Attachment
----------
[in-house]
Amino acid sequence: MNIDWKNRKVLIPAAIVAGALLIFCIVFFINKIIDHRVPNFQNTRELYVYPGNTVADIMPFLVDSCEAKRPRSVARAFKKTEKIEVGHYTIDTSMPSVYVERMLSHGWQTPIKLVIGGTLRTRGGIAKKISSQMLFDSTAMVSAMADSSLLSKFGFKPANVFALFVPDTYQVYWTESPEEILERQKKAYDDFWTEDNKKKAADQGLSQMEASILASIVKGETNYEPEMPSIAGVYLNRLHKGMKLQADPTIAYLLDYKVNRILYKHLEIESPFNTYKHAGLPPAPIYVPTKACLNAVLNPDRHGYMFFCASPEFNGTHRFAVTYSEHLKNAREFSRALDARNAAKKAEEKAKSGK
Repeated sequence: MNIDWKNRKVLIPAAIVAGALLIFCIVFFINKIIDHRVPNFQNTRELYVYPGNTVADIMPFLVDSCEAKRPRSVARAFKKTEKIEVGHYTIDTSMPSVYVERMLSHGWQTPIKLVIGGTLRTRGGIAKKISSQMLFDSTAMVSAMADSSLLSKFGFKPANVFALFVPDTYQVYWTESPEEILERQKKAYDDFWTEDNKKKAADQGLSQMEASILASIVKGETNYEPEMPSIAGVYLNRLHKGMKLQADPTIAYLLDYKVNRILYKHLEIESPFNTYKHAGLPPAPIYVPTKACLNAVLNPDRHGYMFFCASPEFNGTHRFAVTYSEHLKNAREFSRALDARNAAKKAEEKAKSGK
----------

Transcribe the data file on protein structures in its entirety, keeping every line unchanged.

[in-house]
Amino acid sequence: MNIDWKNRKVLIPAAIVAGALLIFCIVFFINKIIDHRVPNFQNTRELYVYPGNTVADIMPFLVDSCEAKRPRSVARAFKKTEKIEVGHYTIDTSMPSVYVERMLSHGWQTPIKLVIGGTLRTRGGIAKKISSQMLFDSTAMVSAMADSSLLSKFGFKPANVFALFVPDTYQVYWTESPEEILERQKKAYDDFWTEDNKKKAADQGLSQMEASILASIVKGETNYEPEMPSIAGVYLNRLHKGMKLQADPTIAYLLDYKVNRILYKHLEIESPFNTYKHAGLPPAPIYVPTKACLNAVLNPDRHGYMFFCASPEFNGTHRFAVTYSEHLKNAREFSRALDARNAAKKAEEKAKSGK
Repeated sequence: MNIDWKNRKVLIPAAIVAGALLIFCIVFFINKIIDHRVPNFQNTRELYVYPGNTVADIMPFLVDSCEAKRPRSVARAFKKTEKIEVGHYTIDTSMPSVYVERMLSHGWQTPIKLVIGGTLRTRGGIAKKISSQMLFDSTAMVSAMADSSLLSKFGFKPANVFALFVPDTYQVYWTESPEEILERQKKAYDDFWTEDNKKKAADQGLSQMEASILASIVKGETNYEPEMPSIAGVYLNRLHKGMKLQADPTIAYLLDYKVNRILYKHLEIESPFNTYKHAGLPPAPIYVPTKACLNAVLNPDRHGYMFFCASPEFNGTHRFAVTYSEHLKNAREFSRALDARNAAKKAEEKAKSGK